Thanks for reading :). Please like my Facebook page and follow my Twitter for more tutorials.

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Categories
Android OpenCV Programming

Learning the Packages of OpenCV SDK for Android

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In the previous tutorial, you learnt about the file structure of OpenCV SDK for Android. Now, we will learn the packages which are available for us to use in OpenCV SDK for Android. At the end of this tutorial, you will definitely know what OpenCV for android has to offer.

Each package is imported like this:

import org.opencv.android.BaseLoaderCallback;
import org.opencv.android.CameraBridgeViewBase;
import org.opencv.android.CameraBridgeViewBase.CvCameraViewFrame;
import org.opencv.android.CameraBridgeViewBase.CvCameraViewListener2;
import org.opencv.android.LoaderCallbackInterface;
import org.opencv.android.OpenCVLoader;
import org.opencv.core.Mat;

Each packages has java classes which contain functions which you use.

First of all, lets find the packages in the sdk folder manually. On your computer, once you have downloaded the OpenCV SDK, you can browse to the following address in order to find all the OpenCV for Android classes.

OpenCV-android-sdk\sdk\java\src\org\opencv

There, you will find the following packages (OpenCV 3.0):

Also, when you have created an OpenCV project in Android Studio, you will find the packages in the project browser like this:

Now, I will explain to you the purpose of each and every package so that you learn about OpenCV without any effort :D. You won’t regret coming on my blog 🙂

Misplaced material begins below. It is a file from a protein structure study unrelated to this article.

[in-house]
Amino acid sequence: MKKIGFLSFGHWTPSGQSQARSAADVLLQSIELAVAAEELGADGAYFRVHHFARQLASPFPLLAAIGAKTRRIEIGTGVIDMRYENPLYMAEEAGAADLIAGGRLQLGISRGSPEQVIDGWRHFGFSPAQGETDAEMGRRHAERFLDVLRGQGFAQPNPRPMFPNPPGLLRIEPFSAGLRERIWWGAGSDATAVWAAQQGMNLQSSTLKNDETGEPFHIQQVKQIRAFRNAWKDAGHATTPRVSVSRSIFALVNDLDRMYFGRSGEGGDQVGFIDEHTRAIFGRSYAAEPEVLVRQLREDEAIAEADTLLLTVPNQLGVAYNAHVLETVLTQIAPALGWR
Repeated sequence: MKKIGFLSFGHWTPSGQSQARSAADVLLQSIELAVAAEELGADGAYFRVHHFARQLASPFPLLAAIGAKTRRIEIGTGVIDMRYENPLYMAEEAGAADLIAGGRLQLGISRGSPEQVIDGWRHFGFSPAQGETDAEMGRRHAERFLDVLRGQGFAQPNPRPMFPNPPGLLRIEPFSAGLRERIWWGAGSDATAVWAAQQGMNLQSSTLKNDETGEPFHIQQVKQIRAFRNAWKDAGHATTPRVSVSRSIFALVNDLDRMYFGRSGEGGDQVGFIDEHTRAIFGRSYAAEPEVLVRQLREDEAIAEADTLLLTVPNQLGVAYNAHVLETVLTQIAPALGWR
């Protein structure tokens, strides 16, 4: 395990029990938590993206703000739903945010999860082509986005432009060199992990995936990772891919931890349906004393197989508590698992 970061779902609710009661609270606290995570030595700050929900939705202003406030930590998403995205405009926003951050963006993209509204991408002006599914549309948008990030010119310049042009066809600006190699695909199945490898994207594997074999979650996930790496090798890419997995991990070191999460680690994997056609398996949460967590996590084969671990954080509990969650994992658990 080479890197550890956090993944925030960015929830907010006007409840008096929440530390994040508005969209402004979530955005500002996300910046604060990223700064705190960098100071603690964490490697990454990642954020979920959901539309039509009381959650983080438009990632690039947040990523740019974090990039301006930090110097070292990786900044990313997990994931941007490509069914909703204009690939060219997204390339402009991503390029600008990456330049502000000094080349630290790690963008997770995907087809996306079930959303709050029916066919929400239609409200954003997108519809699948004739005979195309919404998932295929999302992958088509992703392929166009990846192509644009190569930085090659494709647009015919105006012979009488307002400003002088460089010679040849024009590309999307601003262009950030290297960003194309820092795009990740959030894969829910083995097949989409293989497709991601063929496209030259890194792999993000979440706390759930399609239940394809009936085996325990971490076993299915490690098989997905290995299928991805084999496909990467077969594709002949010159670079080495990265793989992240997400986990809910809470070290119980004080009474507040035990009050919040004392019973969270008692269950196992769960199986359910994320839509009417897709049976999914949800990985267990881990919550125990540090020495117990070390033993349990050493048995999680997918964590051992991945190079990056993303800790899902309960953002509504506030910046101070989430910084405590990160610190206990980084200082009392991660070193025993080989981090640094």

Note that each package can be imported like this as I told before:

import org.opencv.android.BaseLoaderCallback;
Package  Name Purpose Description
android OpenCV interaction with Android platform This package has functions which can allow you to implement an OpenCV project in your Android device. This package handles interactions between OpenCV and Your phone.
calib3d  Project 3D coordinates of objects in a scene. “calib3d” stands for Camera Calibration and 3D Reconstruction. This package has functions which can determine 3D coordinates of objects. So lets say you have a box in a picture. calib3D functions can project 3D coordinates of that box if you provide “intrinsic” and “extrinsic” coordinates.

There are functions to estimate intrinsic and extrinsic parameters 🙂

core Brain of OpenCV. Does all what OpenCV does elsewhere.  “core” is the core package of OpenCV. This package contains functions which provide the base functionality of OpenCV. This include mathematical and matrix operations, algorithmic procedures and much more.